“We really had a shot at a medal there, and we did an awesome job, we really did,” said Yoder. “I was raging for these guys, and to be able to see these guys perform the way they did was amazing. I’m so proud. I’m so proud to be on this team.”
Added Modi, “We knew we needed to go 18 for 18 to get on the podium, and the results showed that we were 1.8 behind, so [without mistakes] we would have been right up there. I’m feeling pretty great, but definitely not settling.”
China continued its run as the top men’s team, winning the World title for the 11th time in the last 13 editions, and seven of the last eight. Russia and Japan went 2-3 and qualified for the 2020 Games.
The remaining schedule:
∙ 31 October: Men’s All-Around final
∙ 01 November: Women’s All-Around final
∙ 02 November: Apparatus finals
(Men: Floor/Pommel Horse/Rings; Women: Vault/Uneven Bars)
∙ 03 November: Apparatus finals
(Men: Vault/Parallel Bars/Horizontal Bar; Women: Beam/Floor)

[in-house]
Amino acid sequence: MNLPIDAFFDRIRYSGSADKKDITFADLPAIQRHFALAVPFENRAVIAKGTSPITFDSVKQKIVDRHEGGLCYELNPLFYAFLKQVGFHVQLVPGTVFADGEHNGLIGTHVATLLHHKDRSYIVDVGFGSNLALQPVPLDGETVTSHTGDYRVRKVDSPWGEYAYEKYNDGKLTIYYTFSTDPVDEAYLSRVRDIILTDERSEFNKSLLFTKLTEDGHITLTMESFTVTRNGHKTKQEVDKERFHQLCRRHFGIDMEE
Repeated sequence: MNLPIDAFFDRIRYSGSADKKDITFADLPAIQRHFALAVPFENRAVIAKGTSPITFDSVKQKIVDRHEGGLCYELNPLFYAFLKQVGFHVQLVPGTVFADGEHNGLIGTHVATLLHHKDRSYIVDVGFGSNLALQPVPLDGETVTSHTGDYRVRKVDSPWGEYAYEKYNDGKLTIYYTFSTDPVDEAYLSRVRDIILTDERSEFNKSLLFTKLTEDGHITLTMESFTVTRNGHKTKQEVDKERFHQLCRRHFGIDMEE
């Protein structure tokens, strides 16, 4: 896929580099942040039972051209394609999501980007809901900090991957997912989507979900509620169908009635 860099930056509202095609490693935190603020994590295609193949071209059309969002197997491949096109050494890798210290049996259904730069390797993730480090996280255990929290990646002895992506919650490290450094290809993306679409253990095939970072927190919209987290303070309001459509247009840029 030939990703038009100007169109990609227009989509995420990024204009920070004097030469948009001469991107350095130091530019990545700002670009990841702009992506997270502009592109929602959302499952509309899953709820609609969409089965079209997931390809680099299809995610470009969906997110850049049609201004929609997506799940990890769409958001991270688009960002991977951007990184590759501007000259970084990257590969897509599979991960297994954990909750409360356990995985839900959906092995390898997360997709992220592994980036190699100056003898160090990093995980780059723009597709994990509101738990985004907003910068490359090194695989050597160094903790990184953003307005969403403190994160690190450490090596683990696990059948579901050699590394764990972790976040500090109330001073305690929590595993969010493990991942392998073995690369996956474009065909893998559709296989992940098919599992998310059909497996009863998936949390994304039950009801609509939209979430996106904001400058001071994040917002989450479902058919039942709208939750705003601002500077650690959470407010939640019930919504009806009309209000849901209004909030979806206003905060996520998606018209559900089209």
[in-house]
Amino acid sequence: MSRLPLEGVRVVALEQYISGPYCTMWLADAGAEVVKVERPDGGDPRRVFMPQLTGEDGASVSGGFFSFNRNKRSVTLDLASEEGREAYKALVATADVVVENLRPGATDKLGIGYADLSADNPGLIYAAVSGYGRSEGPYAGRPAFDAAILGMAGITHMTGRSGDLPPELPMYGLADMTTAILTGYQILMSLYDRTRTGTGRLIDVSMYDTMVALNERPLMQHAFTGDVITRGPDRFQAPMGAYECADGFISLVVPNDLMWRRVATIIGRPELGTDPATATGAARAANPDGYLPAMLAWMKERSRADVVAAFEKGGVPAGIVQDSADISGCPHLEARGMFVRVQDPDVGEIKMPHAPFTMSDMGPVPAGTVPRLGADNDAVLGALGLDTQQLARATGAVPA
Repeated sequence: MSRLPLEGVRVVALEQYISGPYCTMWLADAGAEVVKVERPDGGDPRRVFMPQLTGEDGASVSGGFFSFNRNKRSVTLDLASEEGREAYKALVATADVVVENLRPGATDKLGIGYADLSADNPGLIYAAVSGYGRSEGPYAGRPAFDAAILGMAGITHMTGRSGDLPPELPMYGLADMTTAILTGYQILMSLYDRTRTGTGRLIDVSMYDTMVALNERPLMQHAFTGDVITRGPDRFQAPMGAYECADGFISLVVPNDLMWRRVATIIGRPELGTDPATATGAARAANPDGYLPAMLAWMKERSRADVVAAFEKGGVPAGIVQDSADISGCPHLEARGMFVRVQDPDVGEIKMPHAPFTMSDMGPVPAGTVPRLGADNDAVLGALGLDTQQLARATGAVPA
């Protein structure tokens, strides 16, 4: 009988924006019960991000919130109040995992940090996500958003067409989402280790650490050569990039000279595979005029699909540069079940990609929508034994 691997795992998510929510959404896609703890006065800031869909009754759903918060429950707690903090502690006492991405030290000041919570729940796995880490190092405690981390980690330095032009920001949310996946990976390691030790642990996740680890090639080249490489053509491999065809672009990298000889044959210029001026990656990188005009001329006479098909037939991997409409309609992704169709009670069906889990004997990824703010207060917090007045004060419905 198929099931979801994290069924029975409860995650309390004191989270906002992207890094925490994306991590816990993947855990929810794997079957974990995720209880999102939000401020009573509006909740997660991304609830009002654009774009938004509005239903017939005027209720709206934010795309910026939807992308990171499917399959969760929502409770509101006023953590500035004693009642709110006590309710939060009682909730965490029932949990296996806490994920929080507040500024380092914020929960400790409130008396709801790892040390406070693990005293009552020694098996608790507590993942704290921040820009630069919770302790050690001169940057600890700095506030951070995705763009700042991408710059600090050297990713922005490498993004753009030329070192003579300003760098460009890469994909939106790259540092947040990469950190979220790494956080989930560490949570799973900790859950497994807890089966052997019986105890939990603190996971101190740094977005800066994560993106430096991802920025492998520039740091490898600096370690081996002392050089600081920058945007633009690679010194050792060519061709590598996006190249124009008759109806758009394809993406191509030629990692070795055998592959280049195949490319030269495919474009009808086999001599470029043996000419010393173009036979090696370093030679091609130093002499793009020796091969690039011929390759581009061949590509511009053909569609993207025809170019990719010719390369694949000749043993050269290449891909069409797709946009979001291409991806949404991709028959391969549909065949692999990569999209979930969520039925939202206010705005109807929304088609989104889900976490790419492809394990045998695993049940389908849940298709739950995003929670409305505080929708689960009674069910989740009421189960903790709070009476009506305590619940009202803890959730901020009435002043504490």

In the individual All-Around final coming up on Wednesday, defending champion Ruoteng Xiao (CHN) led the qualifying with 87.332 points, slightly ahead of Russia’s Nikita Nagornyy (87.098) and Sam Mikulak (USA: 86.598). The U.S. also qualified Yul Moldauer, 17th with 80.365.
Mikulak will compete in the individual finals later in the week on Floor, Pommel Horse, Parallel Bars and Horizontal Bar. Moldauer qualified for the individual final on Floor.
The women’s All-Around will feature Biles, who led the qualifying with 60.965 points, ahead of fellow American and defending World All-Around Champion Morgan Hurd (56.465) in second and Riley McCusker of the U.S. in eighth at 54.765. Biles also qualified for all four event finals, with Hurd in Uneven Bars and Floor and Kara Eaker on the Beam.
The NBC Olympic Channel has continuing Worlds coverage from Doha. Summaries so far:
FIG World Artistic Championships